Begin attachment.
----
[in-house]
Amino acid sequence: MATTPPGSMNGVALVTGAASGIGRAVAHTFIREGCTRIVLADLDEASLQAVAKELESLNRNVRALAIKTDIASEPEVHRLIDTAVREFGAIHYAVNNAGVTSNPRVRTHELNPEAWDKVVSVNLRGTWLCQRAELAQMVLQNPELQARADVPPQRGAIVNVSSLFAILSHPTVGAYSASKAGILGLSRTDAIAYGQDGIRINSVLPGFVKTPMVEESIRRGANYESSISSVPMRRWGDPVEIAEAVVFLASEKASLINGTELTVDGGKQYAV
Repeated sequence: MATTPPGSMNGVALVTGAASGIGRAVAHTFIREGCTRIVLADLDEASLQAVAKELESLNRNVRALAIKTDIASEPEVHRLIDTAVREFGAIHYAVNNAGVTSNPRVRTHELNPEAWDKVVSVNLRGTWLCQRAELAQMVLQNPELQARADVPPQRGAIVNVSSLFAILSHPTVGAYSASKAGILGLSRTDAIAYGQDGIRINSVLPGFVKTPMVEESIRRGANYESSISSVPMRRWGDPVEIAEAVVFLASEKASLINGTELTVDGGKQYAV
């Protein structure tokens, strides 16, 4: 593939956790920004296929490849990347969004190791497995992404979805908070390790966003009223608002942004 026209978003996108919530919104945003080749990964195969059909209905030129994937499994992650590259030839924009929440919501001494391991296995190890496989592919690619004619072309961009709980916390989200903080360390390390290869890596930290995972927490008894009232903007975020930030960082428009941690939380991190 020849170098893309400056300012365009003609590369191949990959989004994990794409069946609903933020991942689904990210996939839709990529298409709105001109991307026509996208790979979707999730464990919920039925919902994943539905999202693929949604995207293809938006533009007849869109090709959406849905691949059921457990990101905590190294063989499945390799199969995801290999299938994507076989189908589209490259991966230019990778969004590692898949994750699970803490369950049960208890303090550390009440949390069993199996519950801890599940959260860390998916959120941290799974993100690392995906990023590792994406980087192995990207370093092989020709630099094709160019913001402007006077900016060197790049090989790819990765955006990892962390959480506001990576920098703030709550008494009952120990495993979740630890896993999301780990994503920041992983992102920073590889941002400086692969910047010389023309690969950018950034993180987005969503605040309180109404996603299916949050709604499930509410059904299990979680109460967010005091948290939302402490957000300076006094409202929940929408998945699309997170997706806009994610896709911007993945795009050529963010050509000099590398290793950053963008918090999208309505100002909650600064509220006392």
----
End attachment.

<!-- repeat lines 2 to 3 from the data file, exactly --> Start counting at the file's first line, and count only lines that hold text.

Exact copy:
Amino acid sequence: MATTPPGSMNGVALVTGAASGIGRAVAHTFIREGCTRIVLADLDEASLQAVAKELESLNRNVRALAIKTDIASEPEVHRLIDTAVREFGAIHYAVNNAGVTSNPRVRTHELNPEAWDKVVSVNLRGTWLCQRAELAQMVLQNPELQARADVPPQRGAIVNVSSLFAILSHPTVGAYSASKAGILGLSRTDAIAYGQDGIRINSVLPGFVKTPMVEESIRRGANYESSISSVPMRRWGDPVEIAEAVVFLASEKASLINGTELTVDGGKQYAV
Repeated sequence: MATTPPGSMNGVALVTGAASGIGRAVAHTFIREGCTRIVLADLDEASLQAVAKELESLNRNVRALAIKTDIASEPEVHRLIDTAVREFGAIHYAVNNAGVTSNPRVRTHELNPEAWDKVVSVNLRGTWLCQRAELAQMVLQNPELQARADVPPQRGAIVNVSSLFAILSHPTVGAYSASKAGILGLSRTDAIAYGQDGIRINSVLPGFVKTPMVEESIRRGANYESSISSVPMRRWGDPVEIAEAVVFLASEKASLINGTELTVDGGKQYAV